4) My wife gave me my first table saw for Christmas the first year after we were married.
5) After my father died, In inherited a #4 Stanley Handyman, #5 Stanley Bailey and a #7 Stanley Bedrock planes that belonged to his uncle that had been a cabinet maker. Then learning to sharpen and use them.
6) Finding an old Disston hand saw at a flee market, cleaning it up and getting it properly sharpened and then realizing that power tools are overrated. I made my wife a little keep sake box as my first all-hand-tool project. Also my first chance to work with mahogany and it is still my favorite wood today.
7) Learning to use a router and building my first router table. I made some cool stuff on that very simple router table with only basic bits.
8) Getting a midi-lathe and turning a set of handles for some old chisels that I found in my grandmothers basement.
9) Getting and tuning my first wooden hand plane. An old beech english style smoother I picked up in an antique shop. Nothing leaves a polished surface like a wooden plane.
10) Finding and old brass backed dovetail saw, getting it tuned up and then cutting some dovetails. There is nothing like it.

Posted: 10:40 pm on February 17th

Anthonyshopguy Anthonyshopguy writes: Leap 1: Grandfather from Germany helped me build tree fort. Used crosscut handsaw. Had a blast. Thanks Opa
leap 2: 14 year old dragged to a craft show. Could not take my eyes off of Chuck Conner, Toy maker and Lathe man. After an hour my parents tried to drag me off. I promised not to move and watched Chuck for another two hours (Thanks Chuck, you changed my life on that day). Next day, off to middle school shop. Look out Mr. Bell. "Can I please use the lathe--I know all there is to use one" (as a future shop teacher many years later, this phrase now scares the **** out of me). Luck and patience. My first set up was with the spur bit in the tailstock. Whoops!!! Luckily nothing happens when you do this!!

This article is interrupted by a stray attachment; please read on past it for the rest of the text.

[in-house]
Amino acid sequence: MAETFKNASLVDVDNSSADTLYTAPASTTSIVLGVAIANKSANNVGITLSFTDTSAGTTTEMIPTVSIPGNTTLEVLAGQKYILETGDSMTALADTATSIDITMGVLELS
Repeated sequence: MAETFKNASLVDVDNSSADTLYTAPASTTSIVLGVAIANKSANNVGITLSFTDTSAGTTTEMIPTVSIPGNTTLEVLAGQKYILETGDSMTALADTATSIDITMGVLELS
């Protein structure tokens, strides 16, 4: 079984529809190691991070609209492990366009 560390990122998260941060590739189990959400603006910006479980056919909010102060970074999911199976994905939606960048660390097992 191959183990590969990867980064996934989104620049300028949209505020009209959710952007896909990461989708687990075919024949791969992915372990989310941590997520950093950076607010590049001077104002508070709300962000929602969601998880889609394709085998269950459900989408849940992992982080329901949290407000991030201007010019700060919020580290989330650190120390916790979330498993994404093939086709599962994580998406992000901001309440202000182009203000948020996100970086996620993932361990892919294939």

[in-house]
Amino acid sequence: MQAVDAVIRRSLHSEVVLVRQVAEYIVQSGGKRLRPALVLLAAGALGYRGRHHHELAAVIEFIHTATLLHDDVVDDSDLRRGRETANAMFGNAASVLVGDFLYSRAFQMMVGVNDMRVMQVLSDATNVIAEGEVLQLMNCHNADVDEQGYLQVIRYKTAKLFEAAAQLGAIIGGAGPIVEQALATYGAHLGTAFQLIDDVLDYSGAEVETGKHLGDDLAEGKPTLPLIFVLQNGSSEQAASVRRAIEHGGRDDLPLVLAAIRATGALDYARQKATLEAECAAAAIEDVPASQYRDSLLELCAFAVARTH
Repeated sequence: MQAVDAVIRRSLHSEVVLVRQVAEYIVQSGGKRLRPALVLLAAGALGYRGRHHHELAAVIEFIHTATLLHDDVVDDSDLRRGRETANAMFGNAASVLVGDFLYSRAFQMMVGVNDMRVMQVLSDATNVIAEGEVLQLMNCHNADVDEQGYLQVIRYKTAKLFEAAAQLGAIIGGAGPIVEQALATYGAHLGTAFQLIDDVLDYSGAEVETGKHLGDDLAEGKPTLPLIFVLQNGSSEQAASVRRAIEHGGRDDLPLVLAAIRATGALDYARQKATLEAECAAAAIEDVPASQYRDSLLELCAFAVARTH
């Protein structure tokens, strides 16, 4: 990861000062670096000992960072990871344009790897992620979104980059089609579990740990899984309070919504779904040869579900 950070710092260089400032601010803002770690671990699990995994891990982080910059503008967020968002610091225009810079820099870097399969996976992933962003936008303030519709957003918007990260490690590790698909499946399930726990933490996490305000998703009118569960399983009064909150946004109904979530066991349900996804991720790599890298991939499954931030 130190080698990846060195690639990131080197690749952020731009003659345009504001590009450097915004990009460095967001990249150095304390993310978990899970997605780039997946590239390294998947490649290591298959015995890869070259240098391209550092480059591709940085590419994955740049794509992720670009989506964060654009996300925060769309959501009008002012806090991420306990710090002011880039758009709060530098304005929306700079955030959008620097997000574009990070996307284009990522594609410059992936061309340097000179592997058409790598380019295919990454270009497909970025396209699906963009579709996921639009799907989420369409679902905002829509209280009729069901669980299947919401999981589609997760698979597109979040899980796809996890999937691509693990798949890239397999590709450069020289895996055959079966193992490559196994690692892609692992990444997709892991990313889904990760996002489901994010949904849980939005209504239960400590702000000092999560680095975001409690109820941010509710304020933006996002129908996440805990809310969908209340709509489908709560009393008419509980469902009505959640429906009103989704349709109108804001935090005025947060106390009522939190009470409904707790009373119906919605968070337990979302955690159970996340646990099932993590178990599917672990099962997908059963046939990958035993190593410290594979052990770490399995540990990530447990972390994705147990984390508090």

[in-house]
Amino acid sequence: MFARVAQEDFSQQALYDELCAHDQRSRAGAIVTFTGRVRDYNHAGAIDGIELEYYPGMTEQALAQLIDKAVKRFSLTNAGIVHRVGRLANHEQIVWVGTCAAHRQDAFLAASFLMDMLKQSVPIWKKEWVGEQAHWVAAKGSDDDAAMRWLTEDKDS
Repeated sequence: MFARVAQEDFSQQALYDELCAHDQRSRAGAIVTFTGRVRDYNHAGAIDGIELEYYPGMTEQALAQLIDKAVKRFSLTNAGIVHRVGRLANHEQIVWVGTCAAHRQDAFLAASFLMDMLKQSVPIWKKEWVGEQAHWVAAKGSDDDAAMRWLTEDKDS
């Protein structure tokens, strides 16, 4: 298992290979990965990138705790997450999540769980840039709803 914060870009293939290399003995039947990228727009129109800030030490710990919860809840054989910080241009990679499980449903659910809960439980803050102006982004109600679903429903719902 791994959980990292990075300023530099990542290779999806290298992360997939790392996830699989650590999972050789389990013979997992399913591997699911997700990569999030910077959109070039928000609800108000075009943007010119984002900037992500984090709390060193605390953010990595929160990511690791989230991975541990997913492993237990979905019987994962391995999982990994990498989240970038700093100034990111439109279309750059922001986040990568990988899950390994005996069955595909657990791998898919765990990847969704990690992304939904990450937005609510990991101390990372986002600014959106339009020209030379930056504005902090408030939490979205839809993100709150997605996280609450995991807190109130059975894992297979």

Severe Bump in road: 16th Birthday present from my dad: 5' long 12"/12" kiln dried Mahogany. Oh, what to make???? Ahha!! 4 bowls patterned off of European beehive in picture books ( tapered bead pattern) with lids. Took 3 months. The day I felt they were done I put 3 in lockers and took one to show a teacher who had been following the work. I came back 1 hr later and the other 3 had been stolen. I did not touch a lathe for over 15 years.
Leap 4: CSU Thank you Dr. Lee Carter for building a fire from an ember I thought had gone out a long time ago. Got my degree as a shop teacher and proceeded down one of the most rewarding periods of my life. I taught middle school shop for 14 years and have never regretted a minute of it. The only downfall is that I'm (at least I think I am)an expert at teaching beginning woodworking and know little to nothing about larger more complicated projects (I've built one table in college the first time, turned less than 200 bowls, made a book shelf or two and that is about it). I organize an awesome shop (who wouldn't when you work with over 150 kids a day).
Leap 5 Retired very young-50. Moved to western Colorado. I'm building my new shop this spring. 32'/28' heated, insulated, well lit, and am ready to embark on a new part of my life. I hope to teach small classes while improving on my own skill at wood working.

Who knows what the future will bring.

If I were to point to one thing that affected me more than anything, it is people, not tools. I have worked with some of the best, worst, worn out, and brand new tools. People have meant the most to me.

Thanks for reading

Anthony Prough
Posted: 10:14 pm on February 17th

toolszeke toolszeke writes: Although I enjoyed woodshop in high school it was the New Yankee Worshop that was responsible for me becoming more serious about woodworking. Norm's instruction made woodworking more fun for me. His instruction gave me success in my projects giving me a lot more satisfaction. Thanks Norm for the years of inspiration.
Posted: 7:23 pm on February 17th